Wow! What a thought-provoking and amazing first day with Project Inspire. We arrived late last night to our beautiful hotel in downtown Nairobi, Kenya, and we were up early this morning for a jam-packed day of inspiration.
Our first stop was to the Embassy of Israel, where we met with Deputy Ambassador Eyal David, who will join us on the second leg of our trip to Uganda. We learned that Eyal has been residing in Kenya for about a year, and clearly takes pride in the strides he and his colleagues have taken in moving the needle of the Israel-Africa partnership that spans more than 71 years. We also learned there is a small Jewish community presence in Nairobi—between 300 and 400 Jews—along with a historic synagogue and a Chabad House (we will visit Nairobi Hebrew Congregation later this week).
We then traveled to Hospital Hill Primary School, an exhilarating public school led by dynamic principal Lydia Matu, who participated in a MASHAV (Israel’s development agency) training program in Israel focused on education for sustainable development. We shared songs with the youngest students, met with members of the student council and peaked in on a first-grade classroom. We were in awe of the kindness and generosity of the students, faculty and PTA members we encountered. Herman, an active parent and board member, told us his third-grader has ambitions to be a doctor, and that he fundraised to get whiteboards for all of the school’s classrooms. I can only imagine that the memory of our visit to Hospital Hill will stay with all of us on Project Inspire for a long time.
This afternoon, we visited the farm of Regina and Albert Kamatu, who also benefited from a training through MASHAV in agriculture. Nicknamed the “Mensa Farmer,” Albert showed us ingenious strategies behind his three-acre sustainable farm, including his irrigation system—inspired by ones used in Israel—and his stackable planters, allowing him to amass a much large number of crops in a relatively small space. He has planted everything from corn to pumpkins to sunflowers to bananas and uses his farm as an educational tool to pay his knowledge forward; we met a young woman spending her internship on his land while taking agriculture courses at the local university.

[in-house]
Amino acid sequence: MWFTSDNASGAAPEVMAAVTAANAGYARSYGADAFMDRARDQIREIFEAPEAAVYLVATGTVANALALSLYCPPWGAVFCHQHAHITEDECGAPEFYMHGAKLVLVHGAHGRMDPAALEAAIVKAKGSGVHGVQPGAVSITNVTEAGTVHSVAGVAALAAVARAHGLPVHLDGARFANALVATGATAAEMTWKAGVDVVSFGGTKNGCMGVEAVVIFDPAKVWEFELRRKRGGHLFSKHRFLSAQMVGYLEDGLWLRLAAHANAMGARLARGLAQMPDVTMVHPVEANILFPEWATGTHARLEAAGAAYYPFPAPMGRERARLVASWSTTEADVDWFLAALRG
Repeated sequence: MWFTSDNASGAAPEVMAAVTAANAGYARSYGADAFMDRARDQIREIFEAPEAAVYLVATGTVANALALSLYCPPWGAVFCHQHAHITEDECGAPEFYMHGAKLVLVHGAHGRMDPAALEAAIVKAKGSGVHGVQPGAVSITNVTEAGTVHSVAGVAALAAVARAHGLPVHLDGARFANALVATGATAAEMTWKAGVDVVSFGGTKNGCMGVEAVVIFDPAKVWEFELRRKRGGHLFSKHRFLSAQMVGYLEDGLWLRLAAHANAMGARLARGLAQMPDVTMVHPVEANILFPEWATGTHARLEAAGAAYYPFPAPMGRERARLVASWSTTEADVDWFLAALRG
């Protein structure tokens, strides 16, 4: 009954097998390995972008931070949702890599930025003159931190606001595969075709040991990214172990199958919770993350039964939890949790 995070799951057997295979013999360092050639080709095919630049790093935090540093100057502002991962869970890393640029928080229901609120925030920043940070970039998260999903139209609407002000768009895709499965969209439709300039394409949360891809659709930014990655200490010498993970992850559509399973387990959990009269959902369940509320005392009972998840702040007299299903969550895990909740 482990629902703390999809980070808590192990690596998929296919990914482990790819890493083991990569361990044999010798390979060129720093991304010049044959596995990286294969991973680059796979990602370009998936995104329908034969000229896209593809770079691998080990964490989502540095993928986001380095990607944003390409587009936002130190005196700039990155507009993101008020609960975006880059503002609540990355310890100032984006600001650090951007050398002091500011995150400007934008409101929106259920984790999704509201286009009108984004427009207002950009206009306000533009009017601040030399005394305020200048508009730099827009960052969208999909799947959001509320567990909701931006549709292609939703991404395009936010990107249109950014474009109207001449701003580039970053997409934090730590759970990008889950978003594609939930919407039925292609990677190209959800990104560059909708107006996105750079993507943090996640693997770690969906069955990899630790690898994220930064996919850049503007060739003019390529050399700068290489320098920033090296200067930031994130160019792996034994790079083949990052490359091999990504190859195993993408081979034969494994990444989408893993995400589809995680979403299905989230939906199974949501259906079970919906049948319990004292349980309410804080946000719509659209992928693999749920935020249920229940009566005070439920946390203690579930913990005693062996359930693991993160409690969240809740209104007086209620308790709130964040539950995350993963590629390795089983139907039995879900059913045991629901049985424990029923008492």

Tonight, we will join Israeli Ambassador Gendler and his wife at their residence for a delicious dinner. I can’t believe it has only been one day since we got here! Kenya already feels like home and we’re enjoying getting to know each other in the group of young adults from Boston. Thank you to CJP’s Project Inspire and the Israeli Embassy for this educational tour of a lifetime!
Joanna Rothman became engaged with CJP in 2003 when she moved to Boston. She works as a fundraiser at the American Technion Society, the U.S. fundraising arm for the Technion-Israel Institute of Technology in Haifa, Israel. Previously she worked as director of development at Jewish Vocational Service, Gateways: Access to Jewish Education, InterfaithFamily and Commonwealth Shakespeare Company. Joanna received her bachelor’s degree from Brandeis University, her master’s degree from The George Washington University and certificates from Christie’s Education and the Institute for Nonprofit Practice. Joanna writes a blog called “All Roads Lead to Roam,” which she hopes to turn into a book one day. Joanna has lived in Watertown since 2012.